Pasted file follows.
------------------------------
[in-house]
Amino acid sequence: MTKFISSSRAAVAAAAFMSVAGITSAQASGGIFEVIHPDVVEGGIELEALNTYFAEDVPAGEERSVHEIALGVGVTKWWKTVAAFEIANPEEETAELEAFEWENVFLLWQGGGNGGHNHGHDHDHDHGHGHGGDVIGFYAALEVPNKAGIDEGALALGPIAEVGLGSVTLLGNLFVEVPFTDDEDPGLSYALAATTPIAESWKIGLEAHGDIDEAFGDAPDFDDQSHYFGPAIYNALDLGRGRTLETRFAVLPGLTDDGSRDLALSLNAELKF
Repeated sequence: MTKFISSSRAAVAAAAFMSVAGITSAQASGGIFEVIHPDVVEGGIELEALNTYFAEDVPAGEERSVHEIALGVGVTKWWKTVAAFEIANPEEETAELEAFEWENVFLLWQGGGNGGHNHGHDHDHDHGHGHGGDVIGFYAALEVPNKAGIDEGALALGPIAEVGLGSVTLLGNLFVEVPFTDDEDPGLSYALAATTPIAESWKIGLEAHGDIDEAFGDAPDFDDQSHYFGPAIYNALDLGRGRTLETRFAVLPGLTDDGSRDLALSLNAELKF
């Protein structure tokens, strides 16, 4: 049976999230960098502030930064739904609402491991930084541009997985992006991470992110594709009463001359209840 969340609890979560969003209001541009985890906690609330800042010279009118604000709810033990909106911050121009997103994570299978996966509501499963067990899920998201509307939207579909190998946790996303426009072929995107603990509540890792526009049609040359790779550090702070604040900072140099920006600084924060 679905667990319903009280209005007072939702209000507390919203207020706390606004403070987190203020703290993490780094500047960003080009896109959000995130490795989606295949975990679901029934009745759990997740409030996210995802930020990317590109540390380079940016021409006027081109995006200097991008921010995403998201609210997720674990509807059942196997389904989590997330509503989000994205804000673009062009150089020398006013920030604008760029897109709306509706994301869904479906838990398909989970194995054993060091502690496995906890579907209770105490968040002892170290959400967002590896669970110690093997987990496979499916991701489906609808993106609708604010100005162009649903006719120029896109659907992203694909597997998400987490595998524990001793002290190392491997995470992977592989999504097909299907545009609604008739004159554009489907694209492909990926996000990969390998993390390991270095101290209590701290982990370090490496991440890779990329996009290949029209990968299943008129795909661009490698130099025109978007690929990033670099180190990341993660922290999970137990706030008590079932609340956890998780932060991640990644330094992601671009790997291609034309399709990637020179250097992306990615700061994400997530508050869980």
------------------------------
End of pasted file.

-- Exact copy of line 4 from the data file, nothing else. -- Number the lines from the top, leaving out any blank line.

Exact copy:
């Protein structure tokens, strides 16, 4: 049976999230960098502030930064739904609402491991930084541009997985992006991470992110594709009463001359209840 969340609890979560969003209001541009985890906690609330800042010279009118604000709810033990909106911050121009997103994570299978996966509501499963067990899920998201509307939207579909190998946790996303426009072929995107603990509540890792526009049609040359790779550090702070604040900072140099920006600084924060 679905667990319903009280209005007072939702209000507390919203207020706390606004403070987190203020703290993490780094500047960003080009896109959000995130490795989606295949975990679901029934009745759990997740409030996210995802930020990317590109540390380079940016021409006027081109995006200097991008921010995403998201609210997720674990509807059942196997389904989590997330509503989000994205804000673009062009150089020398006013920030604008760029897109709306509706994301869904479906838990398909989970194995054993060091502690496995906890579907209770105490968040002892170290959400967002590896669970110690093997987990496979499916991701489906609808993106609708604010100005162009649903006719120029896109659907992203694909597997998400987490595998524990001793002290190392491997995470992977592989999504097909299907545009609604008739004159554009489907694209492909990926996000990969390998993390390991270095101290209590701290982990370090490496991440890779990329996009290949029209990968299943008129795909661009490698130099025109978007690929990033670099180190990341993660922290999970137990706030008590079932609340956890998780932060991640990644330094992601671009790997291609034309399709990637020179250097992306990615700061994400997530508050869980």